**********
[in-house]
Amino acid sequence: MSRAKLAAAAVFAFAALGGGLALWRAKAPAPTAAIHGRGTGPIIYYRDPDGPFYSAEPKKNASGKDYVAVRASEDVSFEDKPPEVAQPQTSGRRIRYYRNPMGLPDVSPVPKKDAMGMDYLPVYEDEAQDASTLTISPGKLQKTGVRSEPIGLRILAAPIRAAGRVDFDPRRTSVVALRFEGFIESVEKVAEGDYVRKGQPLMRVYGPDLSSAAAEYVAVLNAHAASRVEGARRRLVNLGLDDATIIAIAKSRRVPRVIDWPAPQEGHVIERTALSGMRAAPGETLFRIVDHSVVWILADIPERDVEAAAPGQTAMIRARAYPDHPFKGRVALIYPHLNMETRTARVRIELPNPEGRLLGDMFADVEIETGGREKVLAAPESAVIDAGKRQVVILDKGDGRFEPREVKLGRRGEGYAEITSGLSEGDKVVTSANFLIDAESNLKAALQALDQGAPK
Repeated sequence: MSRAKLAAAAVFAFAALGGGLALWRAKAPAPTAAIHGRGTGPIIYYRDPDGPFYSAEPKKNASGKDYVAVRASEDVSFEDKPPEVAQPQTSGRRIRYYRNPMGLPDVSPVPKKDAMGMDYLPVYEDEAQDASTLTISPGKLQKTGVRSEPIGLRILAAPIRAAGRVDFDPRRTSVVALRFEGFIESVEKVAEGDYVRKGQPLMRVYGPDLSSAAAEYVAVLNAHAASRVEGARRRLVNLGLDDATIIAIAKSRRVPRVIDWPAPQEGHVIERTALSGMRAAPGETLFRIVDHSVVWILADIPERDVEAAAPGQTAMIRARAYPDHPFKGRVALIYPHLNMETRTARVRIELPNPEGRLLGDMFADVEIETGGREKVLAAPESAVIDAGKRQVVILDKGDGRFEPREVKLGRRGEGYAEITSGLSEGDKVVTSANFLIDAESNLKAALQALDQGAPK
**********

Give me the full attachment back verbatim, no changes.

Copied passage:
[in-house]
Amino acid sequence: MSRAKLAAAAVFAFAALGGGLALWRAKAPAPTAAIHGRGTGPIIYYRDPDGPFYSAEPKKNASGKDYVAVRASEDVSFEDKPPEVAQPQTSGRRIRYYRNPMGLPDVSPVPKKDAMGMDYLPVYEDEAQDASTLTISPGKLQKTGVRSEPIGLRILAAPIRAAGRVDFDPRRTSVVALRFEGFIESVEKVAEGDYVRKGQPLMRVYGPDLSSAAAEYVAVLNAHAASRVEGARRRLVNLGLDDATIIAIAKSRRVPRVIDWPAPQEGHVIERTALSGMRAAPGETLFRIVDHSVVWILADIPERDVEAAAPGQTAMIRARAYPDHPFKGRVALIYPHLNMETRTARVRIELPNPEGRLLGDMFADVEIETGGREKVLAAPESAVIDAGKRQVVILDKGDGRFEPREVKLGRRGEGYAEITSGLSEGDKVVTSANFLIDAESNLKAALQALDQGAPK
Repeated sequence: MSRAKLAAAAVFAFAALGGGLALWRAKAPAPTAAIHGRGTGPIIYYRDPDGPFYSAEPKKNASGKDYVAVRASEDVSFEDKPPEVAQPQTSGRRIRYYRNPMGLPDVSPVPKKDAMGMDYLPVYEDEAQDASTLTISPGKLQKTGVRSEPIGLRILAAPIRAAGRVDFDPRRTSVVALRFEGFIESVEKVAEGDYVRKGQPLMRVYGPDLSSAAAEYVAVLNAHAASRVEGARRRLVNLGLDDATIIAIAKSRRVPRVIDWPAPQEGHVIERTALSGMRAAPGETLFRIVDHSVVWILADIPERDVEAAAPGQTAMIRARAYPDHPFKGRVALIYPHLNMETRTARVRIELPNPEGRLLGDMFADVEIETGGREKVLAAPESAVIDAGKRQVVILDKGDGRFEPREVKLGRRGEGYAEITSGLSEGDKVVTSANFLIDAESNLKAALQALDQGAPK